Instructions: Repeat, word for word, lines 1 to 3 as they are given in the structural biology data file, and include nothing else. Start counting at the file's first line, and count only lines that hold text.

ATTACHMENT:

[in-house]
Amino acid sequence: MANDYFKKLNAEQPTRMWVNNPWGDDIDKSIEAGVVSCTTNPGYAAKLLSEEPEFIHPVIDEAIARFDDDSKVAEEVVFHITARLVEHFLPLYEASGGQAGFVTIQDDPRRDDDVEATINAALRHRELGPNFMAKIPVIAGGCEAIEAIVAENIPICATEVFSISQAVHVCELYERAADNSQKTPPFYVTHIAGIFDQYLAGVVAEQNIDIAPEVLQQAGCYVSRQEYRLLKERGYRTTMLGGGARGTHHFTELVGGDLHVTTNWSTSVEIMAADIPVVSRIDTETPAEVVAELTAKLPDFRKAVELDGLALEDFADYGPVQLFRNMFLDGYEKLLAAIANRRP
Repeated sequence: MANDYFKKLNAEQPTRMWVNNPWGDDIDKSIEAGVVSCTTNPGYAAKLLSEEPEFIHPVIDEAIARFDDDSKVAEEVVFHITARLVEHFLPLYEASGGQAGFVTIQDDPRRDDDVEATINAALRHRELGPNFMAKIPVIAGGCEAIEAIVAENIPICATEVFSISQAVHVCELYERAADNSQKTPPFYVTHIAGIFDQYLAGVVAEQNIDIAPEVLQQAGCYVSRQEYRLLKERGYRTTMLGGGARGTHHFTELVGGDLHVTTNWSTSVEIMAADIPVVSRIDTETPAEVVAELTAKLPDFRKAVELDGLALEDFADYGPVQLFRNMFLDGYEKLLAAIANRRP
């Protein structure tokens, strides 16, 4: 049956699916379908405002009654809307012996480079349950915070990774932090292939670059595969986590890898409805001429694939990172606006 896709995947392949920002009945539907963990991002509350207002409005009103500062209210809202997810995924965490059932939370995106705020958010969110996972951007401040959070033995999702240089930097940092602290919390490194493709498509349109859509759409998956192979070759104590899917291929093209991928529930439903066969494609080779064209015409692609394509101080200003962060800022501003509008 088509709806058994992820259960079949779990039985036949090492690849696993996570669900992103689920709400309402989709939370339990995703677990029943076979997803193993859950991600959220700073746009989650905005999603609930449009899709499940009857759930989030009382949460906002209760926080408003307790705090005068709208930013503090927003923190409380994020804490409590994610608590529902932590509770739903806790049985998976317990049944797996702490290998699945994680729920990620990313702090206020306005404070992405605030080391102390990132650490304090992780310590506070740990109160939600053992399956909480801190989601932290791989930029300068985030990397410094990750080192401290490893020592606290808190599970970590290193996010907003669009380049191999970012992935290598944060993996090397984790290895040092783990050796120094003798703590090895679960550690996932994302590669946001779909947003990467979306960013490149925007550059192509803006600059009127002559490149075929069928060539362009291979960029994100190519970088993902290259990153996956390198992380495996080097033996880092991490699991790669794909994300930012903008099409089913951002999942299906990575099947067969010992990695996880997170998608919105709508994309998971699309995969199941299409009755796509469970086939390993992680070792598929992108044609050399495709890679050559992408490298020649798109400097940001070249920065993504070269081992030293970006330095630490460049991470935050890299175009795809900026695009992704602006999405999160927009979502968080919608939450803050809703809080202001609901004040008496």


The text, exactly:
[in-house]
Amino acid sequence: MANDYFKKLNAEQPTRMWVNNPWGDDIDKSIEAGVVSCTTNPGYAAKLLSEEPEFIHPVIDEAIARFDDDSKVAEEVVFHITARLVEHFLPLYEASGGQAGFVTIQDDPRRDDDVEATINAALRHRELGPNFMAKIPVIAGGCEAIEAIVAENIPICATEVFSISQAVHVCELYERAADNSQKTPPFYVTHIAGIFDQYLAGVVAEQNIDIAPEVLQQAGCYVSRQEYRLLKERGYRTTMLGGGARGTHHFTELVGGDLHVTTNWSTSVEIMAADIPVVSRIDTETPAEVVAELTAKLPDFRKAVELDGLALEDFADYGPVQLFRNMFLDGYEKLLAAIANRRP
Repeated sequence: MANDYFKKLNAEQPTRMWVNNPWGDDIDKSIEAGVVSCTTNPGYAAKLLSEEPEFIHPVIDEAIARFDDDSKVAEEVVFHITARLVEHFLPLYEASGGQAGFVTIQDDPRRDDDVEATINAALRHRELGPNFMAKIPVIAGGCEAIEAIVAENIPICATEVFSISQAVHVCELYERAADNSQKTPPFYVTHIAGIFDQYLAGVVAEQNIDIAPEVLQQAGCYVSRQEYRLLKERGYRTTMLGGGARGTHHFTELVGGDLHVTTNWSTSVEIMAADIPVVSRIDTETPAEVVAELTAKLPDFRKAVELDGLALEDFADYGPVQLFRNMFLDGYEKLLAAIANRRP